He’s originally from Dobbs Ferry, and moved to Auburn when he was 9. Kraemer started as a worker for the Auburn Daily Advertiser with photography on the side, but demands for his photographs forced him to quit to focus on camerawork.

Interestingly enough, Wise said, the only photographs of Kraemer’s in the museum’s collection are group shots — such as a shot of railroad workers, or delivery men.

Wise said it’s impossible to identify since the photograph was found in museum collection without notes or paperwork.

“A lot of the other ones that are in the collection are solo shots in a studio setting, but most of the ones we have from him are of groups outside of a studio,” she said.

Kraemer lived and worked on 176 E. Genesee St. until 1925, when he died of a heart attack while driving.

 

Original post found at www. auburnpub.com

Posted: Saturday, November 16th, 2013 @ 4:16 pm by Nakeia Endres
Filed under: Blog Skaneateles,Events in CNY,History & Arts,Must See and Do,Specials
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 Local Artists Use Paintbrushes and Film to Highlight Nature’s Beauty

MARCELLUS, NY – - From March 4th to April 26th, paintings by Karen Burns and photography by  David LoParco depicting local landscapes will be on display in the Art Gallery at Baltimore Woods Nature Center, 4007 Bishop Hill Road, Marcellus.  An artist reception for the show will be held on Sunday, March 10, from 2-4pm. The exhibit and reception are open to the public with no admission or parking fee.

LoParco’s photographs from his Natural Areas series include detailed close-ups of plants, in addition to photographs of local bogs and fields. As LoParco explains, “My Natural Areas series is the result of an effort to use photographic images to create an awareness of our existing protected lands, and inspire people to take action to preserve other properties deemed sensitive.”  LoParco’s artwork reflects a range of locations, including Cornell University’s natural areas, the Chaumont Barrons Preserve, Sapsucker Woods and the Baltimore Woods property.

While Burns’ paintings draw from actual places, many are abstract syntheses, created in the studio. Often described as a colorist, Burns’ work centers on the natural world, and she works primarily in oil paint on canvas.  Other media include watercolor and pastel. Lately she has been experimenting, mixing oils with a wax medium and working on a tinted ground, giving the paintings softness and luminosity.  According to Burns, “My work coalesces around color, light and the things I love — the changing seasons in the northeast, a certain time of day or night, rich textures, surprising shapes; making sense out of chaos or finding wonder in subject matter others dismiss.”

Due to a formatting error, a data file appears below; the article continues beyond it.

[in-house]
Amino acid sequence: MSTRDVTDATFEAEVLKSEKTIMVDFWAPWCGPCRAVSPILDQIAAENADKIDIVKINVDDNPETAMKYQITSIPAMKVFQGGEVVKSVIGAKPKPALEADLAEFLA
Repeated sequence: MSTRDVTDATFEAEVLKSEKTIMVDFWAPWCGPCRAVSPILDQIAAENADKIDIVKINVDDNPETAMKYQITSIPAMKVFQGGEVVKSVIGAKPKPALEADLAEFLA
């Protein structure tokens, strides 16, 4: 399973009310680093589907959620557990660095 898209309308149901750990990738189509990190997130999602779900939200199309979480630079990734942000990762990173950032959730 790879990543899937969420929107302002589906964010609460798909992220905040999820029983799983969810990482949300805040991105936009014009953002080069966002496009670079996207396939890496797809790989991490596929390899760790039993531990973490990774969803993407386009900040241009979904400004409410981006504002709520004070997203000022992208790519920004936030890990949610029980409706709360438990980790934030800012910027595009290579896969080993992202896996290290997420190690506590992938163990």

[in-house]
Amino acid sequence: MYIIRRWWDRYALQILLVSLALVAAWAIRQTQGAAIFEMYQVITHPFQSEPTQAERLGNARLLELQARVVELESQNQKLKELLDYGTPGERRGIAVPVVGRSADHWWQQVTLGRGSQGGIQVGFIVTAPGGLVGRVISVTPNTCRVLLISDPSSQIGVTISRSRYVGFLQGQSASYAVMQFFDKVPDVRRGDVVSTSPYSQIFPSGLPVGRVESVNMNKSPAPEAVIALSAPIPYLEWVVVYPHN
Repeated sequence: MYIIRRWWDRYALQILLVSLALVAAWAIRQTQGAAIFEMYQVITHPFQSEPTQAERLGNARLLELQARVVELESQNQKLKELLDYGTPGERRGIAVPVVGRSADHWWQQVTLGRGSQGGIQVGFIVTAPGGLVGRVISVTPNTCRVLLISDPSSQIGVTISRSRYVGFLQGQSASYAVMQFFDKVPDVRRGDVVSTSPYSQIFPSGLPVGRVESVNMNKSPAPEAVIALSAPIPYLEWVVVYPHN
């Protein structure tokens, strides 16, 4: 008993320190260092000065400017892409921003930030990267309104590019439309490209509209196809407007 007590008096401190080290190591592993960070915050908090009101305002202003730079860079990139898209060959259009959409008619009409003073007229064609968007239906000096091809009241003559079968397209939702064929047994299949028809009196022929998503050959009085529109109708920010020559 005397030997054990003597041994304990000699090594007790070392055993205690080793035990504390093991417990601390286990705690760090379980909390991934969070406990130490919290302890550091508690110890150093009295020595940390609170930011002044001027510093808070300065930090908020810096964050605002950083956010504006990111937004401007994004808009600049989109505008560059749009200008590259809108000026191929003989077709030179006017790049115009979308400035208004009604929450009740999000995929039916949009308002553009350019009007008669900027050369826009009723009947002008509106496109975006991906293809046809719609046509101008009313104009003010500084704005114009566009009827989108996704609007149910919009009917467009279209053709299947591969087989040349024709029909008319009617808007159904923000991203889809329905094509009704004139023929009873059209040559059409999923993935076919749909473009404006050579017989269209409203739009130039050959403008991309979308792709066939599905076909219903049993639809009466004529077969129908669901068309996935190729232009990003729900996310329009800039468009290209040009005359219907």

LoParco was born in Syracuse, New York, and has lived in rural central New York for most of his life. Living close to nature has helped instill in him an abiding love for the natural world, which is strongly illustrated in his photography.  Burns grew up in Rochester, New York, and has lived in the Finger Lakes region all of her life, moving to Syracuse seven years ago. Her life-long love and observation of nature has been a major catalyst for her artwork.

More information about Baltimore Woods Nature Center can be found on their website: www.baltimorewoods.org.

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Baltimore Woods Nature Center is located at 4007 Bishop Hill Road, Marcellus, NY 13108. Hours:  Interpretive Center is open M-F 9am-4pm, Saturday 10am-4pm, closed Sundays. The hiking trails and parking are free and open every day from dawn to dusk.

 

Baltimore Woods Nature in the City brings authentic natural science learning to K-6 grade urban school children. Supported by the Syracuse City School District and corporate sponsors, tied to the Syracuse City School District curriculum and New York State Science Standards, lesson content supports teachers while directly impacting students. Holding programs in parks and neighborhood green spaces as well as the classroom, students’ earliest learning experiences in the sciences are relevant, meaningful and fun.

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Posted: Wednesday, February 20th, 2013 @ 12:47 pm by Curt
Filed under: Blog Skaneateles